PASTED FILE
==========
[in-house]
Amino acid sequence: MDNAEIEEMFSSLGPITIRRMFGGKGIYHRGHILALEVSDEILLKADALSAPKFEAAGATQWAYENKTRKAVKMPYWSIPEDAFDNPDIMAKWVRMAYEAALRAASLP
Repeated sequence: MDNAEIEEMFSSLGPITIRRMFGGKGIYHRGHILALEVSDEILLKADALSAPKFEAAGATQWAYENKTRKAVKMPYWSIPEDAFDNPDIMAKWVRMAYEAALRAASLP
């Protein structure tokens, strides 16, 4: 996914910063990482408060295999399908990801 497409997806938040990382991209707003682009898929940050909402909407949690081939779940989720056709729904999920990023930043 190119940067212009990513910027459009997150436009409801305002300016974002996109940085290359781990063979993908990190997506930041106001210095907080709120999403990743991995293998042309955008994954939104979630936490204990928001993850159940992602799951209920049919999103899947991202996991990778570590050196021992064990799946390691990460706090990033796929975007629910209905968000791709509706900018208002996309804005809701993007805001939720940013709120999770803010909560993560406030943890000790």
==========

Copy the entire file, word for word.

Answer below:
[in-house]
Amino acid sequence: MDNAEIEEMFSSLGPITIRRMFGGKGIYHRGHILALEVSDEILLKADALSAPKFEAAGATQWAYENKTRKAVKMPYWSIPEDAFDNPDIMAKWVRMAYEAALRAASLP
Repeated sequence: MDNAEIEEMFSSLGPITIRRMFGGKGIYHRGHILALEVSDEILLKADALSAPKFEAAGATQWAYENKTRKAVKMPYWSIPEDAFDNPDIMAKWVRMAYEAALRAASLP
């Protein structure tokens, strides 16, 4: 996914910063990482408060295999399908990801 497409997806938040990382991209707003682009898929940050909402909407949690081939779940989720056709729904999920990023930043 190119940067212009990513910027459009997150436009409801305002300016974002996109940085290359781990063979993908990190997506930041106001210095907080709120999403990743991995293998042309955008994954939104979630936490204990928001993850159940992602799951209920049919999103899947991202996991990778570590050196021992064990799946390691990460706090990033796929975007629910209905968000791709509706900018208002996309804005809701993007805001939720940013709120999770803010909560993560406030943890000790």